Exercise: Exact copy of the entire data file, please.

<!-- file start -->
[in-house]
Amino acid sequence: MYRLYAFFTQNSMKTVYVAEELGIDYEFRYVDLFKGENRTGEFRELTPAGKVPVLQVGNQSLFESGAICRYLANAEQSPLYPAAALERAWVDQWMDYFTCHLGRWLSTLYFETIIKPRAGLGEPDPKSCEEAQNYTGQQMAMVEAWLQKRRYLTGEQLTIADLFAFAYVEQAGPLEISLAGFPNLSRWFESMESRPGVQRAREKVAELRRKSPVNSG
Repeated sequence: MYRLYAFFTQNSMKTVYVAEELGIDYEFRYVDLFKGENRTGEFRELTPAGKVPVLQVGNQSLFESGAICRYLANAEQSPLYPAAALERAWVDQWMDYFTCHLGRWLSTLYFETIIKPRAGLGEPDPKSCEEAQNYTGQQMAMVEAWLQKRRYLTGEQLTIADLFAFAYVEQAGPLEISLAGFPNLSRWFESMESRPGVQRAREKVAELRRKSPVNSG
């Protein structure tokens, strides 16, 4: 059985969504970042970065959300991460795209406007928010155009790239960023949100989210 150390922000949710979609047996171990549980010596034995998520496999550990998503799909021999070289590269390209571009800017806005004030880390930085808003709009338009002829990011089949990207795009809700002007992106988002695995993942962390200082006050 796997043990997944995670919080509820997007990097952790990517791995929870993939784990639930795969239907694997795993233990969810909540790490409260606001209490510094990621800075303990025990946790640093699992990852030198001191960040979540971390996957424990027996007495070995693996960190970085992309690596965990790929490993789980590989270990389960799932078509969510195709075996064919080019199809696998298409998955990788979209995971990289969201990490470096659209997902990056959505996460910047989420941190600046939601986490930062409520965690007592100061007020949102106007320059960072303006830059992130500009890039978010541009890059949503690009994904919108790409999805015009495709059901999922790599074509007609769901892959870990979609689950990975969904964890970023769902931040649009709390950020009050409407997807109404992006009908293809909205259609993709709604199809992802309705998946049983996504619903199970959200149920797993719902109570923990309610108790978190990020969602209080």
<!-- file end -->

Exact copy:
[in-house]
Amino acid sequence: MYRLYAFFTQNSMKTVYVAEELGIDYEFRYVDLFKGENRTGEFRELTPAGKVPVLQVGNQSLFESGAICRYLANAEQSPLYPAAALERAWVDQWMDYFTCHLGRWLSTLYFETIIKPRAGLGEPDPKSCEEAQNYTGQQMAMVEAWLQKRRYLTGEQLTIADLFAFAYVEQAGPLEISLAGFPNLSRWFESMESRPGVQRAREKVAELRRKSPVNSG
Repeated sequence: MYRLYAFFTQNSMKTVYVAEELGIDYEFRYVDLFKGENRTGEFRELTPAGKVPVLQVGNQSLFESGAICRYLANAEQSPLYPAAALERAWVDQWMDYFTCHLGRWLSTLYFETIIKPRAGLGEPDPKSCEEAQNYTGQQMAMVEAWLQKRRYLTGEQLTIADLFAFAYVEQAGPLEISLAGFPNLSRWFESMESRPGVQRAREKVAELRRKSPVNSG
């Protein structure tokens, strides 16, 4: 059985969504970042970065959300991460795209406007928010155009790239960023949100989210 150390922000949710979609047996171990549980010596034995998520496999550990998503799909021999070289590269390209571009800017806005004030880390930085808003709009338009002829990011089949990207795009809700002007992106988002695995993942962390200082006050 796997043990997944995670919080509820997007990097952790990517791995929870993939784990639930795969239907694997795993233990969810909540790490409260606001209490510094990621800075303990025990946790640093699992990852030198001191960040979540971390996957424990027996007495070995693996960190970085992309690596965990790929490993789980590989270990389960799932078509969510195709075996064919080019199809696998298409998955990788979209995971990289969201990490470096659209997902990056959505996460910047989420941190600046939601986490930062409520965690007592100061007020949102106007320059960072303006830059992130500009890039978010541009890059949503690009994904919108790409999805015009495709059901999922790599074509007609769901892959870990979609689950990975969904964890970023769902931040649009709390950020009050409407997807109404992006009908293809909205259609993709709604199809992802309705998946049983996504619903199970959200149920797993719902109570923990309610108790978190990020969602209080």